|Year : 2020 | Volume
| Issue : 1 | Page : 3-4
A new contestant enters the race for noninvasive fractional flow reserve evaluation, iFRCT
Richard Bayer II1, Stefan Baumann2, U Joseph Schoepf1
1 Department of Radiology and Radiological Science, Division of Cardiovascular Imaging, Medical University of South Carolina, Charleston, SC, USA
2 First Department of Medicine-Cardiology, University Medical Centre Mannheim, Mannheim, Germany
|Date of Submission||14-Mar-2020|
|Date of Acceptance||16-Mar-2020|
|Date of Web Publication||4-Apr-2020|
Prof. U Joseph Schoepf
Department of Radiology and Radiological Science, Division of Cardiovascular Imaging, Medical University of South Carolina, Charleston, SC
Source of Support: None, Conflict of Interest: None
|How to cite this article:|
Bayer II R, Baumann S, Schoepf U J. A new contestant enters the race for noninvasive fractional flow reserve evaluation, iFRCT. Cardiol Plus 2020;5:3-4
|How to cite this URL:|
Bayer II R, Baumann S, Schoepf U J. A new contestant enters the race for noninvasive fractional flow reserve evaluation, iFRCT. Cardiol Plus [serial online] 2020 [cited 2020 May 31];5:3-4. Available from: http://www.cardiologyplus.org/text.asp?2020/5/1/3/281944
The assessment of the functional significance of coronary artery disease (CAD) has been an important topic in both invasive and noninvasive cardiac imaging over the past decade. While invasive coronary angiography remains the gold standard for coronary artery luminal assessment, the decision to proceed with revascularization is no longer governed by subjective visual assessment of luminal stenosis. Prior data have demonstrated significant interobserver variability in the interpretation of coronary angiograms, while others have demonstrated a poor correlation between visual angiographic assessment and objective lesion-specific ischemia., It was with the Fractional Flow Reserve versus Angiography for Guiding Percutaneous Coronary Intervention trial that patient outcomes were improved when fractional flow reserve (FFR) was utilized to guide coronary revascularization. In addition, it has been demonstrated that coronary lesions without hemodynamic functional significance, as determined by FFR, can have intervention safely deferred. Within this patient population, the annual rates of myocardial infarction are <1%. As such, FFR has a Class I indication for the assessment of lesion-specific ischemia to guide revascularization by the European Society of Cardiology and Class IIa recommendation for the American College of Cardiology.,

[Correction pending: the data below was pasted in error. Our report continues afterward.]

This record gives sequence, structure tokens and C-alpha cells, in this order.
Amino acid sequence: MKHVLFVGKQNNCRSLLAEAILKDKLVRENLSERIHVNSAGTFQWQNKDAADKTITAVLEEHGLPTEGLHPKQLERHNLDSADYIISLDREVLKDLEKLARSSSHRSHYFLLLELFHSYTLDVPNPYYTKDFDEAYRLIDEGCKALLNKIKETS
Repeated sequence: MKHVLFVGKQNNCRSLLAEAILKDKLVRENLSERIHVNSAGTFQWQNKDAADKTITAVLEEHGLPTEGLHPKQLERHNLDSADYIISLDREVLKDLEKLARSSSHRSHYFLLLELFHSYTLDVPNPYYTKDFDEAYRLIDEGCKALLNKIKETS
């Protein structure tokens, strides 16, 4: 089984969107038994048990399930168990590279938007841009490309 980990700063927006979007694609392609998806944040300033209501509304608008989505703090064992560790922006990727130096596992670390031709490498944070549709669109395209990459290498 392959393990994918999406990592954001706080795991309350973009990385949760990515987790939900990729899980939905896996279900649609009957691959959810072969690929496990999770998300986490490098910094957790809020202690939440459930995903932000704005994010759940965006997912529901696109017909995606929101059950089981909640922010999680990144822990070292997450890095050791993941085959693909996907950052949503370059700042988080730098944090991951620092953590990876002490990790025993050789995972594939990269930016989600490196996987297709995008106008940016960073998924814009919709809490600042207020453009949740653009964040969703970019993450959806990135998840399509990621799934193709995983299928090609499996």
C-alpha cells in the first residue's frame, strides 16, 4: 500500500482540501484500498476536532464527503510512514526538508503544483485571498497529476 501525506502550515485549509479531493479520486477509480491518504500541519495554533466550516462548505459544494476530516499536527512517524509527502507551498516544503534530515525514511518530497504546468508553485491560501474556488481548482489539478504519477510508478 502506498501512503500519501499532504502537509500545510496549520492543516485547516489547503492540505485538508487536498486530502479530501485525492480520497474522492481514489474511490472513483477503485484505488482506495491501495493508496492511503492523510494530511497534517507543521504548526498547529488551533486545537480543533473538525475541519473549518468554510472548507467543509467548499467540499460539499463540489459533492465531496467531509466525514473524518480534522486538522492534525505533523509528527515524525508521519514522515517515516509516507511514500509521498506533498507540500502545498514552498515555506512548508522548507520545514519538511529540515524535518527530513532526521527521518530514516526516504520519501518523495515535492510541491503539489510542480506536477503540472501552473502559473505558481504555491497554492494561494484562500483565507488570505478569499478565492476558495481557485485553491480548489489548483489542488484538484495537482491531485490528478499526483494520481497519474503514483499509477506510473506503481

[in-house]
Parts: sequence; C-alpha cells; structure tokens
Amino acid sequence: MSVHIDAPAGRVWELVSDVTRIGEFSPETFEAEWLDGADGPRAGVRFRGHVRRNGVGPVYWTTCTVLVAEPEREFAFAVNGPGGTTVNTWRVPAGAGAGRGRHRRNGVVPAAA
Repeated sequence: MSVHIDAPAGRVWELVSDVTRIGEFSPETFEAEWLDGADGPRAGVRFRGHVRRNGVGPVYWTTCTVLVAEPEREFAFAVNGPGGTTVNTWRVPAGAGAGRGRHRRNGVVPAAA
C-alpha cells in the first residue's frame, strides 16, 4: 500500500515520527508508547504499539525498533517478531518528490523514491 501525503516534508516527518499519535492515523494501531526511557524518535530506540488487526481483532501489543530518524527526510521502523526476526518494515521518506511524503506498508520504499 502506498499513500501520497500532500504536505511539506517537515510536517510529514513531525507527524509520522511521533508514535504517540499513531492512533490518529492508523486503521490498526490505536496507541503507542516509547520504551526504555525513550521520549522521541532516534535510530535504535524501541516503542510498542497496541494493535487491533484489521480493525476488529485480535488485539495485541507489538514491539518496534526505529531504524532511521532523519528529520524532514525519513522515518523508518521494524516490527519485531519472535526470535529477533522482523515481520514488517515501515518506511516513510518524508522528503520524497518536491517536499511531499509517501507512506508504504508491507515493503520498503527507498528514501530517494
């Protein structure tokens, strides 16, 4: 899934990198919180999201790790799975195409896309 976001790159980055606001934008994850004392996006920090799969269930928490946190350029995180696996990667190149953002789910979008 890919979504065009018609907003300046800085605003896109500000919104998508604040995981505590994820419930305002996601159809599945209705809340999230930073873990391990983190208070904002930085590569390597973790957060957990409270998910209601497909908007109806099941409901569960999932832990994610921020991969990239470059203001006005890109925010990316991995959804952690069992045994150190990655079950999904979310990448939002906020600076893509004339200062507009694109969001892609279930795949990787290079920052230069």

In addition to FFR, an instantaneous wave-free ratio (iFR) is an alternative invasive method to assess the functional significance of coronary stenoses. FFR utilizes adenosine to reduce and minimize intracoronary resistance. Under these conditions, minimized and constant intracoronary resistance, pressure, and flow are proportional. Thus, decreased pressure across a coronary lesion corresponds to a decrease in the flow. Utilizing similar principles, iFR utilizes an interval of time during diastole when intracoronary resistance is constant and low, similar to conditions obtained with adenosine infusion. During this time interval, the transtenotic pressure gradients reflect the functional significance of the stenosis. These iFR pressure gradients are obtained without the need for intravenous adenosine administration. Prior studies have demonstrated that a revascularization strategy guided by iFR is noninferior to FFR., As such, iFR also carries a Class I indication for the assessment of lesion-specific ischemia by the European Society of Cardiology.